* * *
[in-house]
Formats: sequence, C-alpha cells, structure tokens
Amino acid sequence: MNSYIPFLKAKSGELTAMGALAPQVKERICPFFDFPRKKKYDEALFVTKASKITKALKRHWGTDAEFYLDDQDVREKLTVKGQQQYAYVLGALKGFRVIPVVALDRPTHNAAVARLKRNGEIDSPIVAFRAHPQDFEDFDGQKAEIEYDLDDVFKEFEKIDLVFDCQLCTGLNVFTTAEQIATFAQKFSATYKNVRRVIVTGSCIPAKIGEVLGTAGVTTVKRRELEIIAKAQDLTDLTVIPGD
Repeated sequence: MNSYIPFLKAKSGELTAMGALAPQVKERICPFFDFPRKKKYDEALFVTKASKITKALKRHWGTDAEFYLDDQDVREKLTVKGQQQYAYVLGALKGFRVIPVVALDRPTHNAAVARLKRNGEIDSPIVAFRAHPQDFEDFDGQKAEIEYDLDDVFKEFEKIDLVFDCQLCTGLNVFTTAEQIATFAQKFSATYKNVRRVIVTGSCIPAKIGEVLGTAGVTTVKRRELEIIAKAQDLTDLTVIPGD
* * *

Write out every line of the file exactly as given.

[in-house]
Formats: sequence, C-alpha cells, structure tokens
Amino acid sequence: MNSYIPFLKAKSGELTAMGALAPQVKERICPFFDFPRKKKYDEALFVTKASKITKALKRHWGTDAEFYLDDQDVREKLTVKGQQQYAYVLGALKGFRVIPVVALDRPTHNAAVARLKRNGEIDSPIVAFRAHPQDFEDFDGQKAEIEYDLDDVFKEFEKIDLVFDCQLCTGLNVFTTAEQIATFAQKFSATYKNVRRVIVTGSCIPAKIGEVLGTAGVTTVKRRELEIIAKAQDLTDLTVIPGD
Repeated sequence: MNSYIPFLKAKSGELTAMGALAPQVKERICPFFDFPRKKKYDEALFVTKASKITKALKRHWGTDAEFYLDDQDVREKLTVKGQQQYAYVLGALKGFRVIPVVALDRPTHNAAVARLKRNGEIDSPIVAFRAHPQDFEDFDGQKAEIEYDLDDVFKEFEKIDLVFDCQLCTGLNVFTTAEQIATFAQKFSATYKNVRRVIVTGSCIPAKIGEVLGTAGVTTVKRRELEIIAKAQDLTDLTVIPGD